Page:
Abilene Reporter News Newspaper Archives

- Page 1

Issue Date:
Pages Available: 24

About Abilene Reporter News

  • Publication Name: Abilene Reporter News
  • Location: Abilene, Texas
  • Pages Available: 844,884
  • Years Available: 1917 - 1977
Learn More About This Publication

About NewspaperArchive.com

  • 2.17+ Billion Articles and Growing Everyday!
  • More Than 400 Years of Papers. From 1607 to Today!
  • Articles Covering 50 U.S.States + 22 Other Countries
  • Powerful, Time Saving Search Features!
Find Your Ancestors Now

View Sample Pages : Abilene Reporter News, July 15, 1938

Get Access to These Newspapers Plus 2.17+ Billion Other Articles

OCR Text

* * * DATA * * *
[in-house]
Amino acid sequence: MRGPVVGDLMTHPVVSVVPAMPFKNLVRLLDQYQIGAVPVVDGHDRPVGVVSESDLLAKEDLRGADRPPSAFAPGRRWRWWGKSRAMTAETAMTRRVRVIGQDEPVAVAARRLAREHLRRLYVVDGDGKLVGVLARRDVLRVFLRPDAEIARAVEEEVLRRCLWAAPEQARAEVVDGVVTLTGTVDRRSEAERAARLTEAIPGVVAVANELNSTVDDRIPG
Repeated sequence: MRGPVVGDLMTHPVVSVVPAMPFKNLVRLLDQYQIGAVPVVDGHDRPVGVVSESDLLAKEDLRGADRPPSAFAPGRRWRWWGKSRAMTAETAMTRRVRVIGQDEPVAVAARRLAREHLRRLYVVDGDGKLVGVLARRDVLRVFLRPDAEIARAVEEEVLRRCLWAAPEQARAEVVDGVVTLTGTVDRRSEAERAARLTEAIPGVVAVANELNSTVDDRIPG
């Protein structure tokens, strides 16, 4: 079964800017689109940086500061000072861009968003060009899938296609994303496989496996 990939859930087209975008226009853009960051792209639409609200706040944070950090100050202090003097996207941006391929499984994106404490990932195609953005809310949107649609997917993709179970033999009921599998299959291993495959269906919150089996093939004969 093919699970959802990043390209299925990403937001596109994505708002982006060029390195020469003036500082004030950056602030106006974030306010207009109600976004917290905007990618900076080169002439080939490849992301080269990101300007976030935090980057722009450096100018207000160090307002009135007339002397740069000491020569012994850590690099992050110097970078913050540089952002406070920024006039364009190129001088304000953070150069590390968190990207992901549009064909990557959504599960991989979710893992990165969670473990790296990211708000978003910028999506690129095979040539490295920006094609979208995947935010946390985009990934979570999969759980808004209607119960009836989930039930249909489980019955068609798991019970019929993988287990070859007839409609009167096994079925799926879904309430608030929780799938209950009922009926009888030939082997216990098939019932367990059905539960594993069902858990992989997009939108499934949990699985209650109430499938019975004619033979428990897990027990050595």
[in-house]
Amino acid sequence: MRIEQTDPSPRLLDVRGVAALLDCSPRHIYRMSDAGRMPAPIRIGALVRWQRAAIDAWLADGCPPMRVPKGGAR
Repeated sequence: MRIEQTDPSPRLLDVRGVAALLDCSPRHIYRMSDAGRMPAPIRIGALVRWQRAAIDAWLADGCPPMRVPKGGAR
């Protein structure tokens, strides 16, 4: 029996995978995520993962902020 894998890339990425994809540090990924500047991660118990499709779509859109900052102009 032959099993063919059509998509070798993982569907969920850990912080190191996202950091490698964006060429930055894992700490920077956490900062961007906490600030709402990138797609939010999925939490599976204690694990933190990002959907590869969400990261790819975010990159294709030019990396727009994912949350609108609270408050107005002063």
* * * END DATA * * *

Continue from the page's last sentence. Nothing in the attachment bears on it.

Abilene Reporter News (Newspaper) - July 15, 1938, Abilene, Texas WIST TEXAS* OWN mWSMPERWt)t Abilene Reporter-J^tcuis“    WITHOUT,OR    WITH OFFENSE TO FRIENDS OR FOES WE SKE I Cl I YOUR WORLD EXACTLY AS IT GOES,"—Byron VOL. LYU I, No. 47. Amomum irMI <Ar> ABILENE, TEXAS. FRIDAY MORNING, JULY 15, 1938 —TWELVE PAGES Calles Pr»n tlfi PRICE 5 CENTS DESPITE FAULTY SIBERIAN MAPS—Hughes Circles World In Less Than Four Days Speedy Roping Rodeo Feature For Coleman Oklahoma Champ Stages Sensation Of Second Night Back To West Texas' Cradle- OLDSTERS TO THRONG BUFFALO GAP REUNION GROUNDS TODAY Br HARRY HOLT Reporter-News Staff Writer COLEMAN. July 14—Clyde Burke of Comanche Oklahoma's world champion calf-roper, gave the folks : a sensational show tonight at Coleman's annual summer rodeo. He roped three calves in 681 seconds in hts matched roping contest with Jack Sellers of Del Rio Helping him set that low mark was a IS 4 second time on one calf His total time for the six calves he has roped in two nights Is 165 seconds His roping horse Is ‘ Bartender,* well known to West Texans. PARRISH WINS BELLINO Sellers    tied tonight's    three    ani-    j mats in 84 seconds, making his two- i night total 190.5 second*. He ha* two night* to catch up with Burke Attendance dropped off a bit for tonight's    show, totaling    only    4.000. Showers    peppering the    rest of the country    were not felt    here,    how-    j ever. Winning tonight's cowbelltng contest was Lester Parrish of Wingate, j with 32 seconds. Frank Hoslick of Cameron followed with 33 2, and Ed Powers of Coleman ran third with a 42 2 clocking. ‘WAGON WHEEL* RIDDER In the regular calf-ropmg event, tonight's winners placed their times against those set last night for day money. Amye Gambling 20 2 seconds last night won top pay, with Babb Taylor of Doole stopping the watch after 23 seconds tonight for second money. Third and fourth times, made tonight, were 23 6 by L. Reaves of Brcinal and 24 2 seconds by Jack Sellers of Del Rio. Money is being divided similarly in the women's flag race Last night blonde Curley Seale of Baird made the trip in 21 8 to take the purse, while the time of 22 seconds made last night by Joe Morris of Coleman was tied tonight by Mrs. Jack DeBush of Burkett. Fourth went to Lucille Daniels of Jayton; time, 22 2. Two-day winner in bronc riding was Dude Colbert of Byers, who out-played "Wagon Wheel." Ride made last night by Tack Bolton of Red Rock was scored second, and Miles Moore of Comanche. Okla . rode “Blue Barrer* to a third place win tonight. ‘Going Home" was subdued by Johnny Williams of Fort Worth for fourth place. Arraignment Delayed In Welden Shooting TULSA, Okln . July 14 —^-Arraignment of Mrs Jane Welden on a murder charge in the fatal shooting of her husband, Ray. was postponed today by Judge Krit Logsdon ai the county attorney's request because she apparently was critically ill. An attending physician said she was ill before Welden va* shot in the home here Saturday. The wife Is free on a $3,000 bond posted on pleading innocent, on an assault with intent to kill charge filed be- * fore Weldon died Sunday. BUFFALO OAP, July 14— (Bpi.) —Old settlers of Taylor county tonight were beginning their annual pilgrimage back to the little town of Buffalo Gap—Cradle of civlUza-i Hon for this section of the state. While young folk "swung out" on the new concrete danoe platform in the first of a series of three dances, early settlers sat on the sidelines and told stories of days when they danced to scrape of fid dles. Here and there a grizzled veteran attempted to shuffle his bootheel* in steps of the modern music. An expected throng of more than 20,000 persons will crowd the picnic grounds Friday and spread basket lunches. Glenn Johnson of Buffalo Gap and his crew of cooks had 3.600 pounds of the best beef, goat and mutton simmering in barbecue pits. Concessionaires were putting up their stands and making ready for fast profits tomorrow from a gay holiday crowd. The program of events to take place during the first day had not been announced. President T. A. Bledsoe and other officials of the old settlers announced there would be music by the Abilene high school band and speeches from guests. Saturday will be candidates day, with aspirants for state, district, county and precinct offices all tak ing part on the schedule. Abilenians wishing to attend the Buffalo Gap old settlers reunion by bus will be accommodated on an hourly basis it was announced last night. The buses will run from 9 a. rn. until 6 p. rn . leaving Abilene from 377 Cypress street, across from the Paramount theater. They will leave Abilene rn the odd hours and return on even hours. Round trip fare will be 50 rents. IN BLINDING RAIN— Crash Near Five Receive Serious Hurts Highway Accident As Woman Being Taken To Doctor LUBBOCK July Ii—(AP) —Three persons were killed and five others seriously injured in a head-on automobile collision in a blinding* rainstorm 13 miles west of Lubbock this afternoon. The Dead: Dan Collins, aged Tipton, Okla.. resident. Mrs. Dan Collins, also of Tipton. Kenneth Dale Smith, about 7. son of Mrs. Sally Trawiek of Tipton, and grandson of the Collins couple. Mr and Mrs Collins were pronounced dead on arrival at a sanitarium here. The child died a few minutes later without regaining consciousness. The deaths of Mr and Mrs Collins were attributed to head injuries. The child suffered a crushed skull and a broken neck. GIRL MAY LOSE SIGHT Others Injured, according to highway patrolmen, were: J. O. Marrow. 48. farmer of near Levelland; Geneva Marrow. 24. daughter of J O Marrow; Skinner Butler, 21. of Morton; a brother. Glen Butler, about 19. aLso of Morton; and Mrs. Trawiek The three killed, the Butler men and Mrs. Trawiek were en route to Morton Investigating officers said Skinner Butler was driving. Marrow was bringing hLs daughter to Lubbock to a doctor. Miss Marrow suffered severe lacerations of the face and physicians feared she might ins* her sight Her condition probably was most serious. Lubbock Kills Three BUNDSMEN CONVICTED OF VIOLATING LAW Six officials of the Oerman-American Settlement League, Inc., a Bund affiliate, are shown In court in Riverhead, N. Y, after a Jury convicted them of violating the state civil rlghti law. Left to right; Herman Schwartzman, Bruno Haehnel, Henry Wolfgang. Add ) Riele-feld. Henry Hauck ani Ernst Mueller. THOUSAND VIEW PAGEANTRY OPENING JONES FOLK FIESTA Masonic Ceremony Dedicates Statue Of Anson Jones On Courthouse Lawn By MAURINE ROE Reporter-News Staff Write* ANSON. July 14—The pony express, the cattlemen and the cowboys the wagon trains on McKenzie trail that went on westward by Double mountain, the plowing of the first furrows, the pioneer merrymaking. the discovery of oil in 1926— these highlighted the history in pageantry of Jones county. An aura found in the ranch verse of Larry Chittenden best known for his "Cowboys' Christmas Ball ’* pervaded th* spectacle, presented ast nigh* on the old Chittenden ranch eight miles northwest of Anson. It was the prelude to the annual Folk fiesta of Jon es county which - _ .......................   -........... ....builds to new heights Friday and The Weather Welden Tuesday was buried in Abilene Refugee Office To Be In London ABILENE ftnd llrinll' ; Party rlnuri) and    tint on*rttlrrt    today. WENT    TEX %Hj f’arth    cloud)    todav    and sttnrdl). krallrrril thtindrrthnfrrr* In «-tram wr»t portion, n armor In    north portion torts) EAST    HSXAX: Tartlx    rlotKh    today    and -aturda). NEW MEXICO:    *-howrr»    and    thnnd-r- •inrm* toda>. Saturria, parti) <-lond> ; little chan** in temperature OKLAHOMA Tarth Houd>    todav    and Saturday. Range of temperature vetterday A SI. St SO 7* IS 7 S EVIAN-LES-BAINS. France. July 14.—i -r The 32-nation refugee conference voted today to establish a permanent organization in London to deal with problems of refugees from Greater Germany. The conference will close tomorrow and HOI R I ...... J . S 4 ft Iv I .    ... a » ..... ut ..... ii Midnight r M SI 91 91 Si MI HI SA HA SI S4 I IS ............ so  ....... HI ............ HH .  .......... OI  .......... Noon ...... Od Hight’*! and lowest temp, raiure* to I p. tit. trMrrrtajr, 95-77J same date a tear ago. I tahiti. Nunaet >e*terdav, 7:47 tile London organization will hold •:**; »a»aot t.*ia-. 7:in. Rainfall for t4 hour* ending at I I p. rn. .IO. tunrlw loda). Its first meeting August 3. Showers Stall Mercury Rise j Thundershowers cut short an apparent record rise of temperatures in Abilene yesterday afternoon but supplied the humidity that caused many erroneously to forecast it the hottest day of the year. | Reaching the abnormal high of 95 degrees at noon, the mercury toppled in the face of a 30 minute shower to 81 degrees. Still persistent. the tempera'ure climbed back to 92 degrees at 3 o'clock. A 50-minute shower about 3:30 o clock again lowered the heat, this time to 82 degrees. Total rainfall for the day was .19 inches. HEAVY AT SWEETWATER At 9 o'clock last night the mercury’ still stood at 81 degrees. Buffalo Gap reported rain of about half an inch. Officials of the ■ ceremonies, except for the cowboy Old Settlers picnic reported that the scene when James Lewis Ball took j shower put the picnic grounds in j top shape for the events today and j UeVnakes' and . tomorrow. A 1.75-inch cloudbust in Sweet- Saturday. HENDRICK EFFECTIVE Red flares that marked the route to the ranch also lighted the pageant setting, for which additional spots were provided by a portable power plant. These, however, were no match for the moon which rose behind breaking clouds as the crowd of more than 1,000 persons gathered to witness the spectacle. Raring horses; the music and yells of the cowboys, and square dancing were most striking; but for character portrayal, that of E. W. Kendrick was most effective. He filled the role of Larry Chittenden, as realistic as the old photographs of the range poet. Then he read Texas verse not so familiar as his “Cowboys' Christmas Ball." but at the same time as typical of this section of the West. The pageant was directed by Leonora Bari cit and Mrs W. A. Wyehe. The Anson band provided music; Walter S Pope Jr was master of DISQUIETING HEBREWS— Fascist Savants Proclaim Italian Race Of 'Aryan Origin,' With Jews Excepted ROME, July 14 — ZP The Italian people were declared today to be a race "of aryan origin'’ by a group of Fascist university professors at conclusion of studies undertaken under auspices of the government. Publication of the racial doctrine gave Italy's 47.000 Jews cause for disquiet*, for it asserted Jews “do not belong to the Italian race" and could not be fused with it without altering its "purely european character.’* “Conception of races in Italy should be essentially Italian, and j In an Italian-Nordlc direction,” the professors' report said. "This does not mean, however, the introduction Into Italy of German racial theories as they now exist or the assertion that Italians and Scandinavia.''* are the .''ame thing " The authoritative fascist news- I paper. II Giornale DItalia, edited by Vlrginio Gayda, however, went further than the savants in linking Italy’s 43.000.000 people with the "Nordic" concept prominent in nazi racial theory. "The term Nordic' racially has no geographical significance, but serves simply to indicate that human type which the immortal Linnaeus cailed homo Europaeus'." the paper said. Government officials in recent months have admitted an anti-Jewish movement existed In Italy but said It was directed against "International Hebrewism" and not against Jews in Italy. Attacks against Jews outside Italy have been frequent in the Italian press, and Mussolini’s paper. II Po-polo D'ltalian, last year warned Italy's Jews to avoid the Zionist movement. water about 2 p. rn. proved the heaviest ain in the territory. It was accompanied by a hard driving wind. A number of automobiles were trapped in the T. and P. underpass. One ear almost was submerged. There wa* only a light, sprinkle at Roby. Blackwell and Roscoe reported no rain. Winters had a light sprinkle about 5 p. rn The weather was partly cloudy at Albany all day, but no ram fell there or at Baird. Fully an inch of rain was reported east of Colorado but only light show ers fell within the town itself. There were also .showers to the west No ram fell at Anson last night but to the northwest tow-ard Hamlin storm clouds were hanging heavy. The Coleman rodeo went on without Interruption from rain. Light showers fell at Novice. Bee's Sting Fatal LIGONIER. Pa. July 14.—UPW-Tile sting of a honey bee today killed Mrs Nancy Hamlin Shaffer. 52. wife of a councilman, In 20 minutes. She was stung In the i throat while working in her garden Dr. C D Ambrose said the resulting swelling Btl angled her. over to drawl tall tales of the rat-later to call the square dance Climax came with an oil well, oil gushing over the I mesquite tree background. Fireworks followed. PIONEER LUNCHEON TODAY Meanwhile on the courthouse lawn, several hundred Masons had gathered in a ceremony of dedication of the Anson Jones statue. Jewel P. Lightfoot. grand lodge of-| fleer, was the speaker. Anson Jones I was founder of the first Masonic ' lodge in Texas. | The Jones county queen and her ; court were presented tonight preceding the pageant. Friday night, she will receive her crown and scepter in a ceremony to be held on the north steps to the courthouse There will be duchesses from Stamford, Hamlin, Lueders and Anson. Pioneers of the county gather Friday, with a luncheon set at noon in their honor. Then, to climax the day, there will be a gigantic old settlers’ parade, set for 6 o’clock. The coronation comes next, and then a folk fiesta at the new high school Queen Chosen At Sweetwater SWEETWATER July 14—(Bpi > —Joyce Whaley was crowmed "Mis* Sweetwater" here tonight, winning the title in competition with 20 other candidates and with it the honor of playing .hostess to visiting beauties for the Goddess of West Texas bathing revue. Harry Hines of Wichita Falls, member of the state highway commission, officiated for the coronation. Miss Whaley, 16 year old. stand* five feet, seven inches high, has red hair and brown eye*. She represented Levy brothers. Miss Whaley will not be eligible to compete for the Goddess of West Texas title tomorrow night. Wanda Beth Williams, representing Community Gas Co., was second and Jean Vandervoort third. Judges were Jake Smyth, editor of the Scurry County Times, Snyder; Mrs. W. R, Martin, Loraine, and Polly Campbell, Abilene dancing instructor. Coronation of Muss Sweetwater inaugurated Sweetwater* fourth annual water carnival which will reach its highlight in the Goddess revue Friday night. Fifty beauties are expected to promenade before the Judges and spectators in the    - contest, which has been moved from _ t    r the municipal swimming pool to the Da if ira XII rv/OU high school football stadium to af- I wllllvQI JUI VCy ford ample seating space. George O'Brien, outdoor movie star. is scheduled to arrive in Sweetwater at 5:15 o clock Friday afternoon via American Airline* plane, to officiate for the coronation Winner of the Goddess contest and Miss Whaley will be awarded expense-paid one-week vacation trips to Galveston. Beside? the beauty attraction, the Gulf AAU swimming and diving meet is stirring great interest. Preliminaries will begin Saturday afternoon with final* Sunday Near Breaking, Fliers Receive Mob s Plaudits Sportsman-Aviator SleeDS Four Hours On Record Flight (See Page 3 for picture*, additional flight stories.) Bv DEVON E. FRANCIS Associated Pres* Aviation Editor FLOYD BENNETT AIRPORT, N. Y., July 14—(AP) —Around the world in less than four days, Howard Hughes, Texas millionaire sportsman, and his four intrepid companions sliced the globe-girdling record in half today, completing a 14,824-mile circuit in 91 hours and 14 minutes, IO seconds. Wildly cheered bv an estimated 25.000 spectators, Hughe* .swooped his big silver monoplane to a perfect landing here at 12:37 p. rn. (Abilene time), Wiley Poet, flying solo in 1933. took 7 day*. 18 hours and 49 minutes for virtually the same route. RECORD COMPUTED Officials of the American Aeronautical union announced tonight that the official Hughes’ 'round-the-world record would be computed on the ‘arrival’’ time of 12:34:10 p. rn, Central Standard time, and not on the landing time ! of 12:37 p. rn. This makes Hughes' official record three day*. 19 hour*, 14 minute*, IO seconds. The arrival time was computed at the moment Hughes’ ship passed over the administration building of Floyd Bennett airport. Hughes’ eye* were red Hi* shirt was smudged with grime. Almost without sleep, he had stuck it out at the controls of the big sky-streaking ship, aided only by sn automatic gyro-pilot, ever since raking off from Floyd Bennett field last Sunday at 5 20 p. rn, CST. i Ninety hours later, he atill was gunning the twtn-motored plane at terrific speed across Manhattans skyscrapers this afternoon, after the final swift, 1,054-mile hop from Minneapolis this morning Near the breaking-point as the ship landed. Hughes disclosed for the first time two facta he never had hinted in his radio broadcasts during the flight —that faulty maps nearly •rorrd a tragic finale Ut the aerial odyssey In Siberia, and that on the Transatlantic stretch his gas supply had been “barely enough" to reach Paris. If the nigh* had continued at night out of Yakutsk, Sioeria, as originally planned, he said, the plane might well have crashed into jagged mountains the height of which wa* incorrectly recorded on their maps. "It s a damn good thing I didn’t try to fly out of Yakutsk at night." the lanky Texan said fervently. "The maps we have show there are no mountains higher than 6,-500 feet there We measured the mountains as we passed over them See HUGHES, Pf. 12. < ol 5 THEY WAIT FOR FLYING ‘DADDY’ Tommie Thurlow. three, puts a hearty but misplaced kiss on his mother * nose as they wait in New York for the approach of Howard Hughes' round-the- world plane. They’ve a special interest in the flight; Tommies father. Thomas A Thurlow. relief pilot, is one of the five men aboard the ship. PRESIDENT URGES NATION JOIN MOVE TO REDUCE ARMAMENTS Half Of Assembled Fleet Fires 21-Gun Salutes As U. S. Naval Might Reviewed Bv JOSEPH H. SHORT 8AN FRANCISCO, Calif. July I4-h^’*—President Roosevelt hinted today the United States would like to participate in a disarmament conference proposed by some other nation The president'* remarks were made at a luncheon on Trearure island, Ran Francisco* 1939 exposition ground, after orderly but cheering thousands welcomed him to this city. Roosevelt coupled his statement concerning reduction of world armament* with a remark that this country* navy "is not merely a. symbol—It is a potent, ever-ready fact in the national defense of the , United States," Edition Sunday Bogus Bonds Seized CHICAGO. July 14 — J’* A yearlong investigation of a conspiracy to peddle counterfeit New Y’ork Central railroad bonds in the West culminated today in the announcement three men had been arrested In all. $107,000 worth of the spurious securities have been recovered in the past year. The Reporter-News will publish next Sunday, In it* biennial political edition, the third and last of a series of statewide survey reports in the governor's race, compiled by it and ll cooperating newspapers. The final survey report will analyze trends of the past four week*, particularly the course indicated for the large "undecided" vote found in previous check-ups. Precautions have been taken to keep these surveys authentic and to prevent any faction from "stuffing" the returns. In addition, the Sunday issue will carry numerous news and feature articles concerning county and district races, a copy of the ballot for the first primary, and other interesting information. Hickman Heads Highway Patrol AU8TIN, July 140^—Fred Hickman. 39, who ha* been stationed variously at Wichita Falls. Houston Texarkana and Austin, todav was named chief of the Texas highway patrol. The promotion, authorized by the Public Safety commission, was announced by Col. H H. Carmichael, director of the Public safety department, who termed the new chief "one of the most outstanding traffic and criminal officers in the state." Hickman fills a position left vivant since April I when L. O. Phare?. organizer of the patrol, was deprived of the command because of asserted "lncompatabilitv and lack of corporation." Recently he was removed from the departmental payroll. Hickman was bom In Whitesboro He served in the U. 8. marines in the World war. He was a member of the highway departments force of license and weight lnspctors organized in 1927 and was commander of the first training school fpr highway patrolmen in 1930 Capt Homer Garrison Jr.. assist-: Thirty-two of the assembled 66 ant director of state police, con- j ships each fired a presidential tinues as active head of uniformed salute of 21 guns as the Houston forces of the department which in- drew near—a total of 672 blank eludes the highway patrol, drivers j shots, all from three-inch guns license division, safety bureau and GUNS FIRE 32 SALUTES Sitting to one side of the desk from which the chief Executive spoke was Sen. William G McAdoo, long-time friend of the president, and now a candidate for a new six-year senate term. “We fervently hope for the day,” Roosevelt said in a deliberately delivered speech, "when other leading nations of the world will realize thai their present course must inevitably lead them to disaster. "We stand ready to meet them and encourage them in any efforts they may make toward a definite reduction in w»orld armaments." "Every right thinking man and woman in the United States," Roosevelt continued "wishes that it w’ere safe for the nation to spend less of our national budget on our armed forces. "All know that we are faced with a condition and not a theory—and that the condition is not of our own choosing." The speech preluded a presidential review of the United Stat4*s fleet. For nearly an hour, the president stood at a vantage point on the cruiser Houston to review the fleet. The Houston swept up and down a triple line of fighting ships. license and weight division. Bombardment Fails To Rout Chinese SHANGHAI. July 14. — ZP — A terrific all-day bombardment from airplanes and warships had failed tonight to silence Chinese guns of Plane Dives In Sea, Kills 20 Passengers ROME. July 14 —UP)—Twenty persons perished today in the greatest disaster of Italy's civil aviation when the Cagliari-Rome airliner "I’Volo” plunged into the Tyrrhenian sea 70 miles off the Sardinian the Lion hill forts dominating both coast. the entrance to Lake Poyang and the Yangtze river below Kiukiang. "The lion is still roaring.” Chinese said and reported they were completing strong secondary field denfenses in the region. Among the victims were six women. including two sisters and a niece of Gen. Giuseppe Valle, undersecretary of aviation. The others were IO men pasvsengers and four crewmen. Hailing Substitute For Cotton— RISING STAR FESTIVAL PAYS KING WATERMELON HOMAGE stadium.    realize a new prosperity. Saturday, there will be square The occasion wa* a watermelon dancing on the square Daytime festival—which promises to become fireworks are slated in the after- an annual event at the cool high ‘noon.    •    'School 40otba.il .Radium. There wa.' By Reporter-News Staff Writer no farmal ceremony. But the event i RISING STAR. July 14.—The veil was a refreshing one as 30 ice cold was ripped off a new’ and promising Black Diamond melons, weighing i agricultural industry—nominated to from 40 to 60 pounds, were served, receive the decreipit crown of vanish- No queen was crow ned—the watered King Cotton—here toinght be- melon ruled supreme, fore a crowd that is beginning to Tossed and torn between the hardships of drouths, cheap prices for commodities and a changing era in agriculture, farmers of this southwestern Eastland county section hate at the field. That s money In anybody s town. John Hopper, one of the leading local growers, received $600 from 12 acres of melon* last year—an average of $50 per acre. This year he planted 18 acres and the yield will be higher than In 1937. This truck-. ,    .    ,    ,    ...    ,    .farmer    has    been    toying    with    com ing. First loads went out this week, merclal production of this crop for headed for Colorado. New Mexico, years and is one of the first to Oklahoma, Nebraska and Nevada Hie price was half a cent per|K>und See MELtJN FETE, Pg. 12 Col 6, sought something to return them to pre-depression financial levels. In production of watermelons they believe the problem is solved. Tonight they oeelbrated by paying homage to that sweet and tasty food. A bumper crop has started mov- ;